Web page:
An example from the recent past is when AI came out of nowhere! Children supposedly in school readying for the “real world”  faced a world that didn’t look anything like it did in their textbooks.

There was a sense of overwhelm and hopelessness. Schools failed to prepare them for the “real world”; it just gave them enough information to graduate.

Thus, a better way to make children ready for the real world would be to give them an array of experiences and opportunities to learn in a way that involves all their senses, cognitive abilities and physical capacities so that when the time comes, they have an inbuilt confidence and intrinsic motivation that allows them to adapt and thrive.

Related: Education allocations

Identifying the “alternative”

According to data from the Ministry of Education, the number of alternative schools in India has more than doubled in the past decade, from 5000 in 2010 to over 12,000 in 2020. The number will gradually increase as more parents begin to see the holistic benefits of such a space.

However, there might be many spaces now that call themselves “an alternative” without the real value of the term. That’s why it is important to remember the pointers mentioned above and visit the school physically before deciding. The child’s body language and the freedom with which they talk will be your greatest indicator.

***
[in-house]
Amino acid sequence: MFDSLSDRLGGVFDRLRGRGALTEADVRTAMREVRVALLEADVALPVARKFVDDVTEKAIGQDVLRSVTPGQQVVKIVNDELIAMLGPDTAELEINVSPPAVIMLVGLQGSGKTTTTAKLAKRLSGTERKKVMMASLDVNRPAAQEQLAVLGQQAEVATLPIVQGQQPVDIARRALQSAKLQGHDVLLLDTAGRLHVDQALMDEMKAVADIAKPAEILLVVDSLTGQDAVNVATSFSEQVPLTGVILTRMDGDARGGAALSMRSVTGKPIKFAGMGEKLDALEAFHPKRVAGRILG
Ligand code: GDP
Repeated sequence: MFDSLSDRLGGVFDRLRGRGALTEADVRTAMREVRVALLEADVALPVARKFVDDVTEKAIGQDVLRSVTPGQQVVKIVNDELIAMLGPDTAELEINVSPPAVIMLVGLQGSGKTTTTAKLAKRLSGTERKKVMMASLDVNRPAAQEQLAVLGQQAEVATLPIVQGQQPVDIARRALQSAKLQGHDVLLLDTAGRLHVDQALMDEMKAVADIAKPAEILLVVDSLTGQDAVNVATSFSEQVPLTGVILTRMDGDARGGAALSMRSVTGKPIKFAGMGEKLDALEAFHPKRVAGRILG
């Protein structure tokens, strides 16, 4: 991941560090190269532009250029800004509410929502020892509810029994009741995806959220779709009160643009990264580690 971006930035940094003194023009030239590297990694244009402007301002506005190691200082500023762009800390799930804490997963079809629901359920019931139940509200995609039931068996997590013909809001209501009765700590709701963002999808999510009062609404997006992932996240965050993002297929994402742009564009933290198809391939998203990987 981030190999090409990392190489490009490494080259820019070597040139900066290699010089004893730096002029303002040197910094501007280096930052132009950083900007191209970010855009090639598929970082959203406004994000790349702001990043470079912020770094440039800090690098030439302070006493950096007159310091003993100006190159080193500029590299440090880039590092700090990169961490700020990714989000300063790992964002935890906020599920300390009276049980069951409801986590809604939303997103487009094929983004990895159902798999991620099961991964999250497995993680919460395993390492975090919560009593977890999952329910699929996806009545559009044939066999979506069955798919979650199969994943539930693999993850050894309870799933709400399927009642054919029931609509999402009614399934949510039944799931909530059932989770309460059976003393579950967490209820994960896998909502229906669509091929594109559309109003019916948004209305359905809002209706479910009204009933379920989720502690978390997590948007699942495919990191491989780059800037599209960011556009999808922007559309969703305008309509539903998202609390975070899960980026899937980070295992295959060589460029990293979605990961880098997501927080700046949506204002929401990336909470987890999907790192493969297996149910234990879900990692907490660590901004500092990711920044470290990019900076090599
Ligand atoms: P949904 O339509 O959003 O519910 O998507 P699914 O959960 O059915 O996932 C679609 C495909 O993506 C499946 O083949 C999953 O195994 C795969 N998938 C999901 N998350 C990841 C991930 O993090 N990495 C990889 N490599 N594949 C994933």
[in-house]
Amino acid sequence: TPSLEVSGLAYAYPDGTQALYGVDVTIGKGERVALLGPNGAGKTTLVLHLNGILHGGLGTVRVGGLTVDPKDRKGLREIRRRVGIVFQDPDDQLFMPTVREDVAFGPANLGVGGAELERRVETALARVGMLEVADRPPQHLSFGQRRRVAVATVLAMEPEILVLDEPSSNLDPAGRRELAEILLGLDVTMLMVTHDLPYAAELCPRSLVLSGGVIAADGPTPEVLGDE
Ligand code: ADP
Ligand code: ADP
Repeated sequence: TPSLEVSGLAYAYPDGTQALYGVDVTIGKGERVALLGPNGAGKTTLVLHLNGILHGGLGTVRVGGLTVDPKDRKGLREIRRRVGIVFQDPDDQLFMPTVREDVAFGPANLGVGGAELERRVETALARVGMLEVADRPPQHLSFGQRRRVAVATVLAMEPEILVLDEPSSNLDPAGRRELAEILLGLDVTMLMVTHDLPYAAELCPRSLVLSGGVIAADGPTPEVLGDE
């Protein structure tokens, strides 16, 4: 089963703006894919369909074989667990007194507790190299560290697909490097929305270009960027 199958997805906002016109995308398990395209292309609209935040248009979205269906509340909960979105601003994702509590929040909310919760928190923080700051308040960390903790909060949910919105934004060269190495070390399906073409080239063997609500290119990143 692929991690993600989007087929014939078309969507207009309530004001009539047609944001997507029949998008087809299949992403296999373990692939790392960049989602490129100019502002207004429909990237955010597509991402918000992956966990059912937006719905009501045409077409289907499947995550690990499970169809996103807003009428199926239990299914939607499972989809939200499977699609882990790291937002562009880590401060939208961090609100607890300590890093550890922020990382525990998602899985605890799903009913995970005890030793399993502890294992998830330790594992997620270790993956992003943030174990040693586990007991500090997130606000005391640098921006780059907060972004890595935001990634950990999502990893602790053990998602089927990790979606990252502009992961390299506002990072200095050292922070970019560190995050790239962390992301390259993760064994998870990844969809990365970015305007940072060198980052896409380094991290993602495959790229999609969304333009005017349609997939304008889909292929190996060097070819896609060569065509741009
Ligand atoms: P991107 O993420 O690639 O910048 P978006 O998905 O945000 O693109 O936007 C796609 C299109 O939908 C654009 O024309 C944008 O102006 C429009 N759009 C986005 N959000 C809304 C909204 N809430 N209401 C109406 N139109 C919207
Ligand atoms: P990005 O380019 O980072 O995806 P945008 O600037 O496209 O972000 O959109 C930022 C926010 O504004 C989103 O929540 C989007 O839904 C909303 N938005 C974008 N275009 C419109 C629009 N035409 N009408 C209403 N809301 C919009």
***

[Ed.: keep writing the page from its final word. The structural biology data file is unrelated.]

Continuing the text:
There is no such thing as the “best” alternative school; the beauty of alternatives is that they give parents and children an option that suits them best. Unlike the current mainstream system, where all children need to mould themselves to the rigidity already present, in this case, parents need to find a school that suits their child’s personality and allows their child to grow in the best way possible.

Finally, alternative education is not a magical cure for all of the existing problems, but definitely our best shot at fixing the Indian education system.

(Sanjana Samraj is an educator and advocate for alternative education, passionate about revolutionizing traditional learning methods. Views are personal.)

(Edited by VVP Sharma.)